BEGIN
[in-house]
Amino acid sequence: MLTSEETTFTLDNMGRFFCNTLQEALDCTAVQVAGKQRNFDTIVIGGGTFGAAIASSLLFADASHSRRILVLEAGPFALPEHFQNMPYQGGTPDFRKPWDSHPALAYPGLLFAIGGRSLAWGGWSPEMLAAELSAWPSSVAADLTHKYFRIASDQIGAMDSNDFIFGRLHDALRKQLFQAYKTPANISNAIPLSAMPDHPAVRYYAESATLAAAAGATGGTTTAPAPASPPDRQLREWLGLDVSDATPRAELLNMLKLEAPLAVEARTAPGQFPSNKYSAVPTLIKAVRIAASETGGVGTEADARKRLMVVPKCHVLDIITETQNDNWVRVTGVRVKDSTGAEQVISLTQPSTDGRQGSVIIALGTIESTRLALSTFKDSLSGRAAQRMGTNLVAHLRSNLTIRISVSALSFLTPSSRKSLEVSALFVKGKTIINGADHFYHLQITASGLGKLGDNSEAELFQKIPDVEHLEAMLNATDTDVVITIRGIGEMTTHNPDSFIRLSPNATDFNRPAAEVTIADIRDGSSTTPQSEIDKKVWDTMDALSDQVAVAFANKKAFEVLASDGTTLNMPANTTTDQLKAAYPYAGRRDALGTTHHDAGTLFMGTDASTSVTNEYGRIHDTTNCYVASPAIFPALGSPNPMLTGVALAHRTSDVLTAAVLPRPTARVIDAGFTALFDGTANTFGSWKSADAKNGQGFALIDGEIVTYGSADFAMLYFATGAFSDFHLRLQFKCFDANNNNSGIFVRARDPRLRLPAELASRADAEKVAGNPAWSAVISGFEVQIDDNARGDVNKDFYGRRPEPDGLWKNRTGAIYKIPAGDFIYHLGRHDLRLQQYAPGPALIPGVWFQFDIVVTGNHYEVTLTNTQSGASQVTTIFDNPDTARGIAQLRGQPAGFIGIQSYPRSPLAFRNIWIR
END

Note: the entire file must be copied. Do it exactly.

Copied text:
[in-house]
Amino acid sequence: MLTSEETTFTLDNMGRFFCNTLQEALDCTAVQVAGKQRNFDTIVIGGGTFGAAIASSLLFADASHSRRILVLEAGPFALPEHFQNMPYQGGTPDFRKPWDSHPALAYPGLLFAIGGRSLAWGGWSPEMLAAELSAWPSSVAADLTHKYFRIASDQIGAMDSNDFIFGRLHDALRKQLFQAYKTPANISNAIPLSAMPDHPAVRYYAESATLAAAAGATGGTTTAPAPASPPDRQLREWLGLDVSDATPRAELLNMLKLEAPLAVEARTAPGQFPSNKYSAVPTLIKAVRIAASETGGVGTEADARKRLMVVPKCHVLDIITETQNDNWVRVTGVRVKDSTGAEQVISLTQPSTDGRQGSVIIALGTIESTRLALSTFKDSLSGRAAQRMGTNLVAHLRSNLTIRISVSALSFLTPSSRKSLEVSALFVKGKTIINGADHFYHLQITASGLGKLGDNSEAELFQKIPDVEHLEAMLNATDTDVVITIRGIGEMTTHNPDSFIRLSPNATDFNRPAAEVTIADIRDGSSTTPQSEIDKKVWDTMDALSDQVAVAFANKKAFEVLASDGTTLNMPANTTTDQLKAAYPYAGRRDALGTTHHDAGTLFMGTDASTSVTNEYGRIHDTTNCYVASPAIFPALGSPNPMLTGVALAHRTSDVLTAAVLPRPTARVIDAGFTALFDGTANTFGSWKSADAKNGQGFALIDGEIVTYGSADFAMLYFATGAFSDFHLRLQFKCFDANNNNSGIFVRARDPRLRLPAELASRADAEKVAGNPAWSAVISGFEVQIDDNARGDVNKDFYGRRPEPDGLWKNRTGAIYKIPAGDFIYHLGRHDLRLQQYAPGPALIPGVWFQFDIVVTGNHYEVTLTNTQSGASQVTTIFDNPDTARGIAQLRGQPAGFIGIQSYPRSPLAFRNIWIR